United States of America Plaintiff - Appellee v. Velnita Jolette Hairy Chin Defendant - Appellant
Velnita Hairy Chin, a member of the Standing Rock Sioux Tribe and resident of the Tribe's reservation, pleaded guilty to one count of child abuse, in violation of 18 U.S.C. § 1153(a) and S.D. Codified Laws § 26-10-1. The United States Probation Office recommended in Hairy Chin's presentence investigation report (PSR) that she receive a total offense level of six and a criminal history category II, providing her with a sentencing range of one to seven months' imprisonment. Hairy Chin thereafter objected to the PSR's recommended two-level increase for the victim's bodily injury pursuant to U.S.S.G. § 2A2.3(b)(1)(A).
At the sentencing hearing, the government requested an upward departure from the suggested sentencing range recommended in the PSR in light of (1) the extreme conduct precipitating the charge, (2) the dismissed and uncharged conduct, and (3) Hairy Chin's understated criminal history. The district court,1 after reviewing the circumstances of Hairy Chin's case, granted the government's request. The court assigned Hairy Chin a total offense level of 12 and a category VI criminal history, resulting in a Guidelines range of 30 to 37 months' imprisonment. Notably, the district court sentenced her to 37 months' imprisonment, which was the high end of the applicable Guidelines range. In doing so, the court did not explicitly rule on Hairy Chin's objection to the PSR's recommended two-level increase for the victim's bodily injury. Hairy Chin appeals her sentence, asserting that the district court erred by failing to rule on her objection. She also argues that the district court abused its discretion by imposing an unreasonable sentence. We disagree and affirm the judgment of the district court.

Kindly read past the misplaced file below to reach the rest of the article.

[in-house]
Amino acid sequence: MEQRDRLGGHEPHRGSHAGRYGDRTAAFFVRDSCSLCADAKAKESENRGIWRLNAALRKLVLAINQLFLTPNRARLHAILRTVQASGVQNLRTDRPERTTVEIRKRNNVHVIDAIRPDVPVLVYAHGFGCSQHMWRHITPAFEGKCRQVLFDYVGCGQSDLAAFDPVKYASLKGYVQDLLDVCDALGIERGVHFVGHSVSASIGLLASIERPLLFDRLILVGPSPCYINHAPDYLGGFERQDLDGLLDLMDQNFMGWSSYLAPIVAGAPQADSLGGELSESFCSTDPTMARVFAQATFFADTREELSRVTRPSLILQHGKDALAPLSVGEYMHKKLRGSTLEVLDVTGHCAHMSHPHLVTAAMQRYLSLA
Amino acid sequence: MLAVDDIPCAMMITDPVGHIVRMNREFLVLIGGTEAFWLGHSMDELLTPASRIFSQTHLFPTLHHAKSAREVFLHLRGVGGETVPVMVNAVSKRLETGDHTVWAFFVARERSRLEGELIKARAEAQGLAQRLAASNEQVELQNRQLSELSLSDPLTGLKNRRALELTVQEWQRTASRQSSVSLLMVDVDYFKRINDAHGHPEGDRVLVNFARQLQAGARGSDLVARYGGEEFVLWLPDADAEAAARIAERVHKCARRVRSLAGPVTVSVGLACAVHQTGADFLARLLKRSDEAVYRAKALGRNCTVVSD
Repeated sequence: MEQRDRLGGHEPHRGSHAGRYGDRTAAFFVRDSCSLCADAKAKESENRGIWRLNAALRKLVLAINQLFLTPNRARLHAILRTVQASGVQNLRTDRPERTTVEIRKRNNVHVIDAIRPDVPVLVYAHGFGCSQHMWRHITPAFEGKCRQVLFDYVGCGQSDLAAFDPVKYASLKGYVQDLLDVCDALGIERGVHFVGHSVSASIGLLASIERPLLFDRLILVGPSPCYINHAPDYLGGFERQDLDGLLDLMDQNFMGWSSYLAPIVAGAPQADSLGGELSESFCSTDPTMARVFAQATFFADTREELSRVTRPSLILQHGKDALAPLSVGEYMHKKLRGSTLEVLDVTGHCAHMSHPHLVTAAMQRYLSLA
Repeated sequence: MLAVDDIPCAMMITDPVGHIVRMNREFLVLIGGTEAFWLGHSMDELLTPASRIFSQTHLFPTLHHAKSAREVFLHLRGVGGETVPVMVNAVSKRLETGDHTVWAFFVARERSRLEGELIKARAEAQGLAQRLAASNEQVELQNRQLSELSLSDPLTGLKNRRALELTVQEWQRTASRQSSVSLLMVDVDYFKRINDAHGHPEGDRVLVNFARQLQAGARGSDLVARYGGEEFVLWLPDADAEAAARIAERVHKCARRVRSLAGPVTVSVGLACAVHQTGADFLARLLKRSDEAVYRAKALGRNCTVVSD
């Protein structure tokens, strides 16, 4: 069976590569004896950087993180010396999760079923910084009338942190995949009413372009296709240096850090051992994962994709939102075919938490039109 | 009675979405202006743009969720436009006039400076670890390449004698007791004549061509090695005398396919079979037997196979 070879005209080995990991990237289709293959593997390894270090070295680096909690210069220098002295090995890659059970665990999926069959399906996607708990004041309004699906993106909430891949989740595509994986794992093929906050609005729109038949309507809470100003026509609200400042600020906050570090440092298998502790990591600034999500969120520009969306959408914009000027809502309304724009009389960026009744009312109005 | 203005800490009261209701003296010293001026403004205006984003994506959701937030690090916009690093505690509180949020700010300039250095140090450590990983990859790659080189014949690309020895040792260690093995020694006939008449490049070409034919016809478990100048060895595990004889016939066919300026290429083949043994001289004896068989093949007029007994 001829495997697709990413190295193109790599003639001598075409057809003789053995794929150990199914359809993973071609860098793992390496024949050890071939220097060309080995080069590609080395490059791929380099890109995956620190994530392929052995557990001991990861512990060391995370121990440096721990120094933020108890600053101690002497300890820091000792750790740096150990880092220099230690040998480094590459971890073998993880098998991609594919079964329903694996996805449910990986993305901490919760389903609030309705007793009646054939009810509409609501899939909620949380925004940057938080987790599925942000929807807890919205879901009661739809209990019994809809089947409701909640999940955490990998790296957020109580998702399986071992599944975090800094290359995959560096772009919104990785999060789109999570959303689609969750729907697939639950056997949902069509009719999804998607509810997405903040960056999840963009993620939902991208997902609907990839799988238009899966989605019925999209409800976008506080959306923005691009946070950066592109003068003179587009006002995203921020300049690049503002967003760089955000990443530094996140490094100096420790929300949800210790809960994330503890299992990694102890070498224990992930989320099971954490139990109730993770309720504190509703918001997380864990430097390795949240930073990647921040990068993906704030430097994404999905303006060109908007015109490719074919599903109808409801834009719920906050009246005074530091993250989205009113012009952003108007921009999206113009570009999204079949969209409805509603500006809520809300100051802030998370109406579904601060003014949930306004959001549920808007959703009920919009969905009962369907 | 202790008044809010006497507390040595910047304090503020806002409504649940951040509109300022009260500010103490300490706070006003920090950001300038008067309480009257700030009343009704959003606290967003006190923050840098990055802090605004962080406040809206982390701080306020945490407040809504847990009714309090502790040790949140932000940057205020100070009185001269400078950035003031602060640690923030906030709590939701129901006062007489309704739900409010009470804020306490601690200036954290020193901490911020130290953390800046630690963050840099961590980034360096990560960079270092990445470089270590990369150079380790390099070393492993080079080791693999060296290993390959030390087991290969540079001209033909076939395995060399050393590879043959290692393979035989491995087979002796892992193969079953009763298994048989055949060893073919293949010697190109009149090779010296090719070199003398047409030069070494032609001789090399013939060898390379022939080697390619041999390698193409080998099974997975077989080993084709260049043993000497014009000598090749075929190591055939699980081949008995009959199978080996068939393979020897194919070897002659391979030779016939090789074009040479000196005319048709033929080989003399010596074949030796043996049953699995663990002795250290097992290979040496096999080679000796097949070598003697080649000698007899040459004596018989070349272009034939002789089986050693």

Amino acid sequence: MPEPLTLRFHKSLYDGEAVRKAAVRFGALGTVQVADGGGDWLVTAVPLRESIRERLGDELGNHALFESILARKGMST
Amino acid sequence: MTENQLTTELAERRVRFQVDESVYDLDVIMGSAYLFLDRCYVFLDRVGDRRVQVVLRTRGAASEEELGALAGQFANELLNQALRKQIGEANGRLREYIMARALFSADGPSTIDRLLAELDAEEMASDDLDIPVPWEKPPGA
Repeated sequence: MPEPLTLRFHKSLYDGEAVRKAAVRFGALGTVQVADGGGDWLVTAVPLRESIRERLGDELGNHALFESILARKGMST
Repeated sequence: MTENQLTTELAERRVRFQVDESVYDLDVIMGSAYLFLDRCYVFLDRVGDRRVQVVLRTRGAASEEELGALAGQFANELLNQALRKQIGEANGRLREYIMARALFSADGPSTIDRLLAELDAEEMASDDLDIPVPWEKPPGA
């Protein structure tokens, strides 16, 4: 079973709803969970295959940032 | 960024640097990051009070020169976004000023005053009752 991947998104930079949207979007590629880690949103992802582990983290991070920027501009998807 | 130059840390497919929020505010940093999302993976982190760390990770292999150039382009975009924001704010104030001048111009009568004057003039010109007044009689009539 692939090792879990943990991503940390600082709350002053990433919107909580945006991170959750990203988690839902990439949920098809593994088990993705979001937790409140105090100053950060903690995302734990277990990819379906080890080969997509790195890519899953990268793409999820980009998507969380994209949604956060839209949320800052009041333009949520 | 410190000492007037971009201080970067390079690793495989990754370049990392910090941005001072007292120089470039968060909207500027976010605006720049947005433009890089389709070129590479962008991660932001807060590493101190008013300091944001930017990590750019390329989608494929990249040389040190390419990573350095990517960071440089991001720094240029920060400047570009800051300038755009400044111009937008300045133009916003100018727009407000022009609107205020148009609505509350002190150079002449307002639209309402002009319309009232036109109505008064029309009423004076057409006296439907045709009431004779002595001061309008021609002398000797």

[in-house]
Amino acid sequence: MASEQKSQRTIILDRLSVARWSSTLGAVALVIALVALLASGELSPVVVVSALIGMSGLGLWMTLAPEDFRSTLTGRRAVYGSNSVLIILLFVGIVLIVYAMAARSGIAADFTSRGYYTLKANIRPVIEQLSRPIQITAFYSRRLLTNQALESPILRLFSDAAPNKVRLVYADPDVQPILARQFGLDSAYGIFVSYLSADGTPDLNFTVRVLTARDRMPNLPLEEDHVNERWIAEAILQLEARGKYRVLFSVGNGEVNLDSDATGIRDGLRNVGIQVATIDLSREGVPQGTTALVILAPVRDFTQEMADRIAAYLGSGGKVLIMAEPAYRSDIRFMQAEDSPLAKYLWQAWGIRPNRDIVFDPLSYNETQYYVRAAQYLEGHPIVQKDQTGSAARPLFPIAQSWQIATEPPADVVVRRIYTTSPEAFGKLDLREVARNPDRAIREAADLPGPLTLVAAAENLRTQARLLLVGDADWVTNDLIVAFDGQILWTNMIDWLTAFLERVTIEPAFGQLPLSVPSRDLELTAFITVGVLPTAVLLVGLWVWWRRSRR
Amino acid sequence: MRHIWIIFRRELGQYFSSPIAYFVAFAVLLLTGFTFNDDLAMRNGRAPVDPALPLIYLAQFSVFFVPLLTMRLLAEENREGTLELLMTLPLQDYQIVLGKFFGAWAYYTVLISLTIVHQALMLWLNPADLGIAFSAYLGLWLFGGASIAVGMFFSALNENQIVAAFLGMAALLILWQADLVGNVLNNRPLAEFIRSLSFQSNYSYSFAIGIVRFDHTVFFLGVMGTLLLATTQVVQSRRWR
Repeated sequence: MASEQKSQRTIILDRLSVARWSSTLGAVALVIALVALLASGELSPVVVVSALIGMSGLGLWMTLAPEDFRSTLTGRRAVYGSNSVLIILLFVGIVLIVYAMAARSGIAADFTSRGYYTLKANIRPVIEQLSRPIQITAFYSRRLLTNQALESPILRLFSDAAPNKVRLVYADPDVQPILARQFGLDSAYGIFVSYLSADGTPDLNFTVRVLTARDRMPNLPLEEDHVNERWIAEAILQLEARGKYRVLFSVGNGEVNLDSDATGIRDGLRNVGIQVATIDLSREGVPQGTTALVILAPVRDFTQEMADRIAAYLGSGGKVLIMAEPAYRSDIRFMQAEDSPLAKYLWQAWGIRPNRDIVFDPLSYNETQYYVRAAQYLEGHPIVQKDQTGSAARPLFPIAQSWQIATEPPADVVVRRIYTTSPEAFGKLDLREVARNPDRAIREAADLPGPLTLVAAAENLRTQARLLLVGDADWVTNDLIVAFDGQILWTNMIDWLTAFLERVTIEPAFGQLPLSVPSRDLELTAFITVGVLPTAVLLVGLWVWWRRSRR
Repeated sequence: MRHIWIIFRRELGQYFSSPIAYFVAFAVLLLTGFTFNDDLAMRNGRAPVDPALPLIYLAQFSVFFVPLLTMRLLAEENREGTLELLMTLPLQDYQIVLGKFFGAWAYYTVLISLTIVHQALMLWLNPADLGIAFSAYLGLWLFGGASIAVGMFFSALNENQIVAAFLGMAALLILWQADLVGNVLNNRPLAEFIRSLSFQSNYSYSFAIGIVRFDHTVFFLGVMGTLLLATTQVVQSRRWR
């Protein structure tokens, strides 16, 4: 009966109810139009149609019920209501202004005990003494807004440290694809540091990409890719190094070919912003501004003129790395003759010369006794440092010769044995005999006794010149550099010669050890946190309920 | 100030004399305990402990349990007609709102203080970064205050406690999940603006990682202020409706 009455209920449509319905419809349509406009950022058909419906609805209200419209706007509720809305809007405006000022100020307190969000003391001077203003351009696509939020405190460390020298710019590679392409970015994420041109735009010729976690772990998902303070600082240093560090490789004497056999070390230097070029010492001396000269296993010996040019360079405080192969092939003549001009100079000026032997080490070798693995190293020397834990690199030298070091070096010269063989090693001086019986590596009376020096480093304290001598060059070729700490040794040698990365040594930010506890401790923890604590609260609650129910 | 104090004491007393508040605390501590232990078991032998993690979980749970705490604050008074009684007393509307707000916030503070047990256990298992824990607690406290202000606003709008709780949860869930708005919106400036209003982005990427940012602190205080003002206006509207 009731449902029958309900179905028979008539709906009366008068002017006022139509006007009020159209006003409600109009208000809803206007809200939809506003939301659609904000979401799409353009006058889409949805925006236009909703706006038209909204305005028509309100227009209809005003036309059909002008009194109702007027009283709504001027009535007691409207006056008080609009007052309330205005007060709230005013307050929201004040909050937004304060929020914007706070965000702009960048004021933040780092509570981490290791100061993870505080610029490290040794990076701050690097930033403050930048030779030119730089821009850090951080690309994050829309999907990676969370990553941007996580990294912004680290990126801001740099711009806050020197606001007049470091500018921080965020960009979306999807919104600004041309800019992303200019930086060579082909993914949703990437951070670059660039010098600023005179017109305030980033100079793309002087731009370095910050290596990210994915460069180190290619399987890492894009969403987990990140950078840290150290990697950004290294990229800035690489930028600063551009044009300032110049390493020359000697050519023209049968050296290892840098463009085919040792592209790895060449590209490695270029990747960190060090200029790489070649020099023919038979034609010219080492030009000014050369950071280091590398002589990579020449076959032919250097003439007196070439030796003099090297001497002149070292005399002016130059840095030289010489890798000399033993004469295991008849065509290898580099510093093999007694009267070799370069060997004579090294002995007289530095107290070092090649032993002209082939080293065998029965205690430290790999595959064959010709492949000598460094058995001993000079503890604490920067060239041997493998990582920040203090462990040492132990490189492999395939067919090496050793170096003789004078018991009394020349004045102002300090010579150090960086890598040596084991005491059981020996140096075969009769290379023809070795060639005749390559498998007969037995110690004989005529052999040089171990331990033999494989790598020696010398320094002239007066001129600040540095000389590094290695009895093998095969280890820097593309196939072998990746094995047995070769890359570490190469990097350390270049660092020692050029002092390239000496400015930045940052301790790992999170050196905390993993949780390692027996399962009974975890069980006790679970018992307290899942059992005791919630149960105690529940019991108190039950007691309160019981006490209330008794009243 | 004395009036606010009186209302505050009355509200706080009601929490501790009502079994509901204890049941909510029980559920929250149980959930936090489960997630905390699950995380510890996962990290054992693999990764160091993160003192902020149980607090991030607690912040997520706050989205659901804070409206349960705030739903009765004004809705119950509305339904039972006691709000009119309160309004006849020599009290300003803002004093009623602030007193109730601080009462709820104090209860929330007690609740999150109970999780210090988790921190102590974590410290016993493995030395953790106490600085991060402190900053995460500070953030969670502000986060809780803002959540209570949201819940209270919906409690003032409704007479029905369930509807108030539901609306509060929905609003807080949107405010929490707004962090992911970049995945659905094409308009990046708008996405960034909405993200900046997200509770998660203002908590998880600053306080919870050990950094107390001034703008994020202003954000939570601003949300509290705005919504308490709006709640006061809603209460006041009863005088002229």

On the evening of June 23, 2015, the Bureau of Indian Affairs (BIA) received a complaint about unsupervised children playing outside Hairy Chin's home. When the BIA officer arrived at the residence, he discovered seven unattended children under the age of 12, including a crying infant strapped into a car seat. In the basement, the officer found Hairy Chin unconscious and apparently inebriated. After identifying Hairy Chin as the responsible adult, the officer arrested her for child neglect. Emergency medical technicians arrived and transported the infant to the hospital because of his inconsolable crying. When asked about the child, Hairy Chin admitted to dropping the baby the previous day but asserted that the child was fine. At the hospital, the infant was diagnosed with abrasions on his legs from the extensive time in the car seat, bruising on his right leg and right buttock, diaper rash, air in his lungs from continual crying, and an ear infection. Child Protection Services (CPS) removed all seven children from the residence and placed them in alternative homes.